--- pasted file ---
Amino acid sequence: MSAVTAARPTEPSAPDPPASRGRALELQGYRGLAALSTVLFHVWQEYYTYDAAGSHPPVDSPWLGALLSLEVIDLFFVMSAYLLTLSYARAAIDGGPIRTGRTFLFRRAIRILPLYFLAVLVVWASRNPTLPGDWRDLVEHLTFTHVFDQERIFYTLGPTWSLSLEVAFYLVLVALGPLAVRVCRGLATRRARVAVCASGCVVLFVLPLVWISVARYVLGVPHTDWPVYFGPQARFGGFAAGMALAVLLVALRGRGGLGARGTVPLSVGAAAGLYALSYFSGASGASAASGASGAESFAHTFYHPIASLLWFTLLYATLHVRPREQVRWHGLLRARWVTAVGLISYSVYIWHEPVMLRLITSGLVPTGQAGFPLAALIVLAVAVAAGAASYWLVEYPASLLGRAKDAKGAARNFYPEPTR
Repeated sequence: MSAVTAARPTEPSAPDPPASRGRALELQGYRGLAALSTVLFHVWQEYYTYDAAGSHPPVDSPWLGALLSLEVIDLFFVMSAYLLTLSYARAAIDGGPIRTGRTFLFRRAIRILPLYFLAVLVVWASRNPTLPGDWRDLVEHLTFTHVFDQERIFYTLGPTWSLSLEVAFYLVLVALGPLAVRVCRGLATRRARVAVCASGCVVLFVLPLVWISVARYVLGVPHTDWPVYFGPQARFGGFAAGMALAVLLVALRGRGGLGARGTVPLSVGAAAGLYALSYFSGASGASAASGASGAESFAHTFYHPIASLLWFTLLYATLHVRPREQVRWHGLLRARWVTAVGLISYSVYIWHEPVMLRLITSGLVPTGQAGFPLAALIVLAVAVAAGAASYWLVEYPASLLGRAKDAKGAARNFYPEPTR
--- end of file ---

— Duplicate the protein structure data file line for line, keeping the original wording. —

Amino acid sequence: MSAVTAARPTEPSAPDPPASRGRALELQGYRGLAALSTVLFHVWQEYYTYDAAGSHPPVDSPWLGALLSLEVIDLFFVMSAYLLTLSYARAAIDGGPIRTGRTFLFRRAIRILPLYFLAVLVVWASRNPTLPGDWRDLVEHLTFTHVFDQERIFYTLGPTWSLSLEVAFYLVLVALGPLAVRVCRGLATRRARVAVCASGCVVLFVLPLVWISVARYVLGVPHTDWPVYFGPQARFGGFAAGMALAVLLVALRGRGGLGARGTVPLSVGAAAGLYALSYFSGASGASAASGASGAESFAHTFYHPIASLLWFTLLYATLHVRPREQVRWHGLLRARWVTAVGLISYSVYIWHEPVMLRLITSGLVPTGQAGFPLAALIVLAVAVAAGAASYWLVEYPASLLGRAKDAKGAARNFYPEPTR
Repeated sequence: MSAVTAARPTEPSAPDPPASRGRALELQGYRGLAALSTVLFHVWQEYYTYDAAGSHPPVDSPWLGALLSLEVIDLFFVMSAYLLTLSYARAAIDGGPIRTGRTFLFRRAIRILPLYFLAVLVVWASRNPTLPGDWRDLVEHLTFTHVFDQERIFYTLGPTWSLSLEVAFYLVLVALGPLAVRVCRGLATRRARVAVCASGCVVLFVLPLVWISVARYVLGVPHTDWPVYFGPQARFGGFAAGMALAVLLVALRGRGGLGARGTVPLSVGAAAGLYALSYFSGASGASAASGASGAESFAHTFYHPIASLLWFTLLYATLHVRPREQVRWHGLLRARWVTAVGLISYSVYIWHEPVMLRLITSGLVPTGQAGFPLAALIVLAVAVAAGAASYWLVEYPASLLGRAKDAKGAARNFYPEPTR